Latin America Reports

Nogales Spruces Up For Border Crossers With a Cleaner Image

By Charles W. Thurston | December 1, 2010

Troubled Mexico border town undergoes a facelift; spruces up for border crossers.

The city of Nogales was once a buzzing U.S. border factory town in the maquiladora program of the North American Free Trade Agreement, located in Mexico’s Sonora state. But the city of some 200,000 has had a tough time maintaining an attractive image for its citizens, much less tourists, of late. About 200 people reportedly have been killed in Nogales this year; over 400 pounds of cocaine were seized from a single northbound car one day in November; and U.S. consular workers now are advised to conduct routine travel in armored vehicles.
However, new Mayor Jose Angel Hernandez has come up with a scheme to brighten up Nogales, including a program to paint more than a thousand houses, once cement grey, in the neighborhoods along the border crossing between the United States and Mexico, which hosts around 50,000 vehicles per day. Using paint donated by the State of Sonora, and funding from a variety of state and federal sources, the mayor is priming the city’s Urban Image department to literally transform the look of the city. The federal secretariat for social development, Sedesol, was one key federal supporter of the project.
International paint manufacturers often adopt historic sections of a city, painting buildings with significant architecture perhaps registered with organizations like the United Nations. Other paint makers have merged advertising and charity activities by painting soccer stadiums across Latin America. And some paint companies have moved into the poorest parts of town to add color to the lives of the local denizens.
But in the case of Nogales, the mayor intends to get over 1,400 houses painted by the end of 2010, as new funding materializes. The program, originally funded at close to $100,000 and led by Armando Gutierrez Jimenez, did not actually seek to paint the entire target houses, but merely the two sides facing the border roadway in neighborhoods like Los Encinos. Colors also have been limited to yellow, blue, green, orange and pink, ostensibly reflecting the five leading political parties in the area. And the volume of paint acquired for the program was originally set at about 1,000 five-gallon buckets.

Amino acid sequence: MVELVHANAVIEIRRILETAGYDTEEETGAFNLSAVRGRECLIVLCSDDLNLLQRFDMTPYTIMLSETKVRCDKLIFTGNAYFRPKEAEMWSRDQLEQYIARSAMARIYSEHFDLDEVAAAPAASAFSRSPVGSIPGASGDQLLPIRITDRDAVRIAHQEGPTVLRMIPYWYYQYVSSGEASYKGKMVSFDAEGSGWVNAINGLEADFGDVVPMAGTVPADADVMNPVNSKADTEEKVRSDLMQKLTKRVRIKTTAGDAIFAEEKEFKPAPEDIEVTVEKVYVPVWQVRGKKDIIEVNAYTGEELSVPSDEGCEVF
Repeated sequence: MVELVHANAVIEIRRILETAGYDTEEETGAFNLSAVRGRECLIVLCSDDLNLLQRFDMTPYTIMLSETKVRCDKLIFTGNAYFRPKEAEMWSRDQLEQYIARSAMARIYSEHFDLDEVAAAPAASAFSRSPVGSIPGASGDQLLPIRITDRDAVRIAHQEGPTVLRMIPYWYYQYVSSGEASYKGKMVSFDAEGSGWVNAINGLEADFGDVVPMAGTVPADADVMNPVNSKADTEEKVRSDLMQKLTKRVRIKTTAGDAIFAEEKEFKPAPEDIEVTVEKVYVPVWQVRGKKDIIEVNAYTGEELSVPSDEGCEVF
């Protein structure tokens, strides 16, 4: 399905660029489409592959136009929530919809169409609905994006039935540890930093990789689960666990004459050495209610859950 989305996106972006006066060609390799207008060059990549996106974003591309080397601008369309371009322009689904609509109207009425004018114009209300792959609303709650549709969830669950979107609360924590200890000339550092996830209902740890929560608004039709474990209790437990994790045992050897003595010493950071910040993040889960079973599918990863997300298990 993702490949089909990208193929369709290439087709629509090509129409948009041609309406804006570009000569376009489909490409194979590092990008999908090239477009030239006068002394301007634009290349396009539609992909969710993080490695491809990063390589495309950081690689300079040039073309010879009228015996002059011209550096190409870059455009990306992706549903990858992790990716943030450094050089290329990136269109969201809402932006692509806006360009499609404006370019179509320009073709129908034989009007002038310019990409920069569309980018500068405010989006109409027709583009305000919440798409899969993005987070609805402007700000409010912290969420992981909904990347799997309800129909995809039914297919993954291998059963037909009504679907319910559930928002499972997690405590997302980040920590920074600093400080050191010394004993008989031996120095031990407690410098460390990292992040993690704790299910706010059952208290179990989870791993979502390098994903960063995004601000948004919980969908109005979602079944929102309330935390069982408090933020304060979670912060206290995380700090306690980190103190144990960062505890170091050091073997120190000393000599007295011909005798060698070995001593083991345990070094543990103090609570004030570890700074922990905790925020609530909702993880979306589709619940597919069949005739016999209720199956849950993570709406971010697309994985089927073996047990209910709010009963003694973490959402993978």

Similarly, in Nogales’s central Plaza Pesqueira, the Urban Image department has painted vendors stalls in orange and green, to help liven up the area, and to give it a more planned and maintained look. Park benches are being repainted, and new palm trees are being planted to appeal to tourists and crime-wary citizens alike.
There may be a market opportunity for international paint companies to step up to the plate in some of their deeply-troubled market communities, like Nogales, and donate or subsidize paint to help turn the tide of urban decay into boot-strap gentrification. The risk, however, of being drawn by name into the war between the drug lords that terrorize such cities and the government officials whom hope to dislodge them, may seem too great a cost. Indeed, the continuation of the Urban Image project in Nogales may help to define a safe solution for companies now on the sidelines.

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